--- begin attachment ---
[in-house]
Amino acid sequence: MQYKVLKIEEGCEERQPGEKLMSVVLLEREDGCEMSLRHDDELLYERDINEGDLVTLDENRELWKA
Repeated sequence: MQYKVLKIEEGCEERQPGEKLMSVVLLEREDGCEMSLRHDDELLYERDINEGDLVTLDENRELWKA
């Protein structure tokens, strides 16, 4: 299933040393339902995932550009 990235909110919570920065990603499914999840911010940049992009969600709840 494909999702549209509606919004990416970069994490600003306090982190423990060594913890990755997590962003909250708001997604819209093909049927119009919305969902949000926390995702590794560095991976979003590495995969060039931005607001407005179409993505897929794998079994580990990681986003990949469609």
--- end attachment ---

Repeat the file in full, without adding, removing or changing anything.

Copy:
[in-house]
Amino acid sequence: MQYKVLKIEEGCEERQPGEKLMSVVLLEREDGCEMSLRHDDELLYERDINEGDLVTLDENRELWKA
Repeated sequence: MQYKVLKIEEGCEERQPGEKLMSVVLLEREDGCEMSLRHDDELLYERDINEGDLVTLDENRELWKA
């Protein structure tokens, strides 16, 4: 299933040393339902995932550009 990235909110919570920065990603499914999840911010940049992009969600709840 494909999702549209509606919004990416970069994490600003306090982190423990060594913890990755997590962003909250708001997604819209093909049927119009919305969902949000926390995702590794560095991976979003590495995969060039931005607001407005179409993505897929794998079994580990990681986003990949469609």